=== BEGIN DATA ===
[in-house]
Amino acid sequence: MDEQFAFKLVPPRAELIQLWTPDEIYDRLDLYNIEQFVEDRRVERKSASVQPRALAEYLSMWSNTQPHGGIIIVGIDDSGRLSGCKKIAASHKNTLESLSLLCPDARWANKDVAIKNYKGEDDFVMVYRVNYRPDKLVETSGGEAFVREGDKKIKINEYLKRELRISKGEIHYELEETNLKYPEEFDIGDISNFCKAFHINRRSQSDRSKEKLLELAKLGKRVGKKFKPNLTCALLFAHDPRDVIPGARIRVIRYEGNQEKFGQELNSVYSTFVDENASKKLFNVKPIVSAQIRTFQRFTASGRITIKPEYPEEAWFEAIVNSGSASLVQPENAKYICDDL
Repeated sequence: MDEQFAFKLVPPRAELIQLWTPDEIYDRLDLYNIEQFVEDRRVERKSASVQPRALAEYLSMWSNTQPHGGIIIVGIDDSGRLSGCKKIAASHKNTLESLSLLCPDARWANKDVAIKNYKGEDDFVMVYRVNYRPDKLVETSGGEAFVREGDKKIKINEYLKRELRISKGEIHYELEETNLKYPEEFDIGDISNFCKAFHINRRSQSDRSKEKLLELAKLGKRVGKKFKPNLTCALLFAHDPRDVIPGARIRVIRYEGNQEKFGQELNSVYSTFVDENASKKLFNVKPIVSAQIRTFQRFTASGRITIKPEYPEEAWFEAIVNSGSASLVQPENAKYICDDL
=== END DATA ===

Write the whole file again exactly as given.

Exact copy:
[in-house]
Amino acid sequence: MDEQFAFKLVPPRAELIQLWTPDEIYDRLDLYNIEQFVEDRRVERKSASVQPRALAEYLSMWSNTQPHGGIIIVGIDDSGRLSGCKKIAASHKNTLESLSLLCPDARWANKDVAIKNYKGEDDFVMVYRVNYRPDKLVETSGGEAFVREGDKKIKINEYLKRELRISKGEIHYELEETNLKYPEEFDIGDISNFCKAFHINRRSQSDRSKEKLLELAKLGKRVGKKFKPNLTCALLFAHDPRDVIPGARIRVIRYEGNQEKFGQELNSVYSTFVDENASKKLFNVKPIVSAQIRTFQRFTASGRITIKPEYPEEAWFEAIVNSGSASLVQPENAKYICDDL
Repeated sequence: MDEQFAFKLVPPRAELIQLWTPDEIYDRLDLYNIEQFVEDRRVERKSASVQPRALAEYLSMWSNTQPHGGIIIVGIDDSGRLSGCKKIAASHKNTLESLSLLCPDARWANKDVAIKNYKGEDDFVMVYRVNYRPDKLVETSGGEAFVREGDKKIKINEYLKRELRISKGEIHYELEETNLKYPEEFDIGDISNFCKAFHINRRSQSDRSKEKLLELAKLGKRVGKKFKPNLTCALLFAHDPRDVIPGARIRVIRYEGNQEKFGQELNSVYSTFVDENASKKLFNVKPIVSAQIRTFQRFTASGRITIKPEYPEEAWFEAIVNSGSASLVQPENAKYICDDL